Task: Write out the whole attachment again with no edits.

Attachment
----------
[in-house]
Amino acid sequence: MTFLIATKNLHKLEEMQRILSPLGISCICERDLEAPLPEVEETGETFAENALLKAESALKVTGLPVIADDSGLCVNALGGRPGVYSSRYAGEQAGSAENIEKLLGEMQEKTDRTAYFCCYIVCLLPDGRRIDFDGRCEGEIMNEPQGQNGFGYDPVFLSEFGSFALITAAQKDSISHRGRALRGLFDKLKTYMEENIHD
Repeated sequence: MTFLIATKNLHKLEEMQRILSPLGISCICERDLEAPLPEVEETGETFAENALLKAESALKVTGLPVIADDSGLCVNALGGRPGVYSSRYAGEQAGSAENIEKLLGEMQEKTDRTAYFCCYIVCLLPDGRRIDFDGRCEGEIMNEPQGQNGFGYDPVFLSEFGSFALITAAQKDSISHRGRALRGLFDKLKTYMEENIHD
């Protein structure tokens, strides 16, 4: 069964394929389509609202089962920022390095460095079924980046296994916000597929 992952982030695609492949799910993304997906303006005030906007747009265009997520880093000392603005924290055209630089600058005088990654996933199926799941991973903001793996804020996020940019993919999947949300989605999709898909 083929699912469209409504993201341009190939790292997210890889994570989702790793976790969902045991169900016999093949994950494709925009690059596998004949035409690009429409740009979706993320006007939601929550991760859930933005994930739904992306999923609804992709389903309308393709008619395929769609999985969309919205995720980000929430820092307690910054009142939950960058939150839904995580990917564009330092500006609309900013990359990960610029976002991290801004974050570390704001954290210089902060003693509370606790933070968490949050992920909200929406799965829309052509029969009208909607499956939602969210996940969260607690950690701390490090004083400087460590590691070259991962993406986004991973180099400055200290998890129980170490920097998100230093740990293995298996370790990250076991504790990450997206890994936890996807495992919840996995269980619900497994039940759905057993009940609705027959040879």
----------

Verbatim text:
[in-house]
Amino acid sequence: MTFLIATKNLHKLEEMQRILSPLGISCICERDLEAPLPEVEETGETFAENALLKAESALKVTGLPVIADDSGLCVNALGGRPGVYSSRYAGEQAGSAENIEKLLGEMQEKTDRTAYFCCYIVCLLPDGRRIDFDGRCEGEIMNEPQGQNGFGYDPVFLSEFGSFALITAAQKDSISHRGRALRGLFDKLKTYMEENIHD
Repeated sequence: MTFLIATKNLHKLEEMQRILSPLGISCICERDLEAPLPEVEETGETFAENALLKAESALKVTGLPVIADDSGLCVNALGGRPGVYSSRYAGEQAGSAENIEKLLGEMQEKTDRTAYFCCYIVCLLPDGRRIDFDGRCEGEIMNEPQGQNGFGYDPVFLSEFGSFALITAAQKDSISHRGRALRGLFDKLKTYMEENIHD
């Protein structure tokens, strides 16, 4: 069964394929389509609202089962920022390095460095079924980046296994916000597929 992952982030695609492949799910993304997906303006005030906007747009265009997520880093000392603005924290055209630089600058005088990654996933199926799941991973903001793996804020996020940019993919999947949300989605999709898909 083929699912469209409504993201341009190939790292997210890889994570989702790793976790969902045991169900016999093949994950494709925009690059596998004949035409690009429409740009979706993320006007939601929550991760859930933005994930739904992306999923609804992709389903309308393709008619395929769609999985969309919205995720980000929430820092307690910054009142939950960058939150839904995580990917564009330092500006609309900013990359990960610029976002991290801004974050570390704001954290210089902060003693509370606790933070968490949050992920909200929406799965829309052509029969009208909607499956939602969210996940969260607690950690701390490090004083400087460590590691070259991962993406986004991973180099400055200290998890129980170490920097998100230093740990293995298996370790990250076991504790990450997206890994936890996807495992919840996995269980619900497994039940759905057993009940609705027959040879």